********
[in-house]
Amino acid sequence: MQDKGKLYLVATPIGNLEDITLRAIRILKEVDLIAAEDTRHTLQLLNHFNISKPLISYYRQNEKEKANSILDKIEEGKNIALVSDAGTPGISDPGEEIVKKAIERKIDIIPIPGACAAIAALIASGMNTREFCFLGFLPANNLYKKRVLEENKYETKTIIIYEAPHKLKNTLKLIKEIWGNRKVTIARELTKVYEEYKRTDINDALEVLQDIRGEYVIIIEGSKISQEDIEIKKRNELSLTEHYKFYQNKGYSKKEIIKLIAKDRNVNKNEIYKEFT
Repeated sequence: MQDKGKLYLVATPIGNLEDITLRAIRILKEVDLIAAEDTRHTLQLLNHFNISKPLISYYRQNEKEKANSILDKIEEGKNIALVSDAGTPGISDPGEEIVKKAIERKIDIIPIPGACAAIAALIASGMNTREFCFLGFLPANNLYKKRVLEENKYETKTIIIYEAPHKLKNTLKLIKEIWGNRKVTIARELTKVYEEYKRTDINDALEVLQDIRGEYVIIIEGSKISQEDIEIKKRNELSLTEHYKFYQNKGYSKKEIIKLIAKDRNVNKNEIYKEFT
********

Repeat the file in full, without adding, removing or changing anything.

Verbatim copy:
[in-house]
Amino acid sequence: MQDKGKLYLVATPIGNLEDITLRAIRILKEVDLIAAEDTRHTLQLLNHFNISKPLISYYRQNEKEKANSILDKIEEGKNIALVSDAGTPGISDPGEEIVKKAIERKIDIIPIPGACAAIAALIASGMNTREFCFLGFLPANNLYKKRVLEENKYETKTIIIYEAPHKLKNTLKLIKEIWGNRKVTIARELTKVYEEYKRTDINDALEVLQDIRGEYVIIIEGSKISQEDIEIKKRNELSLTEHYKFYQNKGYSKKEIIKLIAKDRNVNKNEIYKEFT
Repeated sequence: MQDKGKLYLVATPIGNLEDITLRAIRILKEVDLIAAEDTRHTLQLLNHFNISKPLISYYRQNEKEKANSILDKIEEGKNIALVSDAGTPGISDPGEEIVKKAIERKIDIIPIPGACAAIAALIASGMNTREFCFLGFLPANNLYKKRVLEENKYETKTIIIYEAPHKLKNTLKLIKEIWGNRKVTIARELTKVYEEYKRTDINDALEVLQDIRGEYVIIIEGSKISQEDIEIKKRNELSLTEHYKFYQNKGYSKKEIIKLIAKDRNVNKNEIYKEFT